OldePhart
05-14-2011, 12:09 PM
For many years my preference has been FedEx - still is though the difference is not as great as it once was. i've had many, many bad experiences with UPS - so much so that I really avoid using them when possible. UPS will drop stuff on the porch and run even when it's supposed to be signed for. I've found broken open packages full of musical instruments, digital cameras - in one case about $3k worth of Canon camera and lenses in a box so badly broken open you could see the contents from the street when it was left on the porch - not sure how long it had been there when I discovered it - and I was home the whole time! Many years ago I worked for an entertainment company and we had to ship a lot of very expensive equipment all around the country to our various sites. We stopped using UPS when they wouldn't pay the claim on a $7k projector that was broken in shipment. We'd paid an exhorbitant amount to insure it, when it got where it was going there were tire tracks on the shipping carton and they wouldn't pay the claim because it was "not in it's factory packaging." It wasn't in it's factory packaging because the factory packaging was very skimpy and only intended for shipping several projectors banded together on pallets. We'd had special shipping cartons, heavily padded with double heavy cardboard cartons, specially made for shipping projectors. Didn't matter to UPS that there were tire tracks on the outside carton - it "wasn't packaged properly."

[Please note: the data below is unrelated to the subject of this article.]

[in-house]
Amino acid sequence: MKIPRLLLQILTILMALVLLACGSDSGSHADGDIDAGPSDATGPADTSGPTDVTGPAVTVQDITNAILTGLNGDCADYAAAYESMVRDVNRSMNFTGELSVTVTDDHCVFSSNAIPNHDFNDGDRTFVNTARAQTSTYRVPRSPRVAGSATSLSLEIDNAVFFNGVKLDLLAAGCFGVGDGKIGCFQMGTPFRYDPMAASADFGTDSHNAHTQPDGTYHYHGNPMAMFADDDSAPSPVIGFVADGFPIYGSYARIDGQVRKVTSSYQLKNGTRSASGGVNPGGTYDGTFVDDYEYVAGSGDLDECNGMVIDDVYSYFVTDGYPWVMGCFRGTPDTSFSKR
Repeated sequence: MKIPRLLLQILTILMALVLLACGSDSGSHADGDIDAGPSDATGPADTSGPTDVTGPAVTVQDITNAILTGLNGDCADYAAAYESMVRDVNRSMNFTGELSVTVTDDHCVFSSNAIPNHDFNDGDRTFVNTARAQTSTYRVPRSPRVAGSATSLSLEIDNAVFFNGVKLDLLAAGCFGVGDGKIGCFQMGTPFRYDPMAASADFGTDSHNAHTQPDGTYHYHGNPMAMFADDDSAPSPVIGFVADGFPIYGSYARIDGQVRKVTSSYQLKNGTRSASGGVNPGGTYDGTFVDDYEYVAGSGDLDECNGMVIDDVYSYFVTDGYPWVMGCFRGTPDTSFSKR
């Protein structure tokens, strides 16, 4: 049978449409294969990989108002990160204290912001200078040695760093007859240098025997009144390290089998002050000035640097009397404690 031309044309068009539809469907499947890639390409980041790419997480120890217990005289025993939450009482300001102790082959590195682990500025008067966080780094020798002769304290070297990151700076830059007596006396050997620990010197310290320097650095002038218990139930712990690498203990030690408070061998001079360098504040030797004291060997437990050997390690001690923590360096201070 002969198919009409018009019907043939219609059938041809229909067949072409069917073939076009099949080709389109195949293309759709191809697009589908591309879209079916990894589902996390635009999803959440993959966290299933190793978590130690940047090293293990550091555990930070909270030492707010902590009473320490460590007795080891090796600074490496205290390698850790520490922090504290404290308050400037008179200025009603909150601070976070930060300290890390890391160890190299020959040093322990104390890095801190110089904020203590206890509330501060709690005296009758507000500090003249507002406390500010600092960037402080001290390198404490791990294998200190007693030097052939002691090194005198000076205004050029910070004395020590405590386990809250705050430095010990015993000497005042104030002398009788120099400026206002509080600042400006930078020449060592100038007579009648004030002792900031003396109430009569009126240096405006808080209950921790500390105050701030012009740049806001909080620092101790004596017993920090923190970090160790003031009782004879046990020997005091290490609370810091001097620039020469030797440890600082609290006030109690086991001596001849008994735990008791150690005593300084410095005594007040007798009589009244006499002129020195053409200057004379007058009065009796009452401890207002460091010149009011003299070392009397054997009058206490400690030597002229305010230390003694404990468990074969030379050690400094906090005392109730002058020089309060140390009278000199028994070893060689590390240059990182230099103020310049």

It used to be that USPS parcel was slower than winter molasses but stuff got where it was meant to be without being roughed up. The last few USPS parcels I've had have been slow and looked like they were dragged across the country behind a truck. The most recent was a uke in a hard case from the marketplace. The box had "fragile" marked prominently on every side but it appeared that all that achieved was ensuring that the USPS attempted to crush every side! And now I read that somehow they're overlowing in red ink and my tax dollars are probably going to be used to bail them out. Cretins!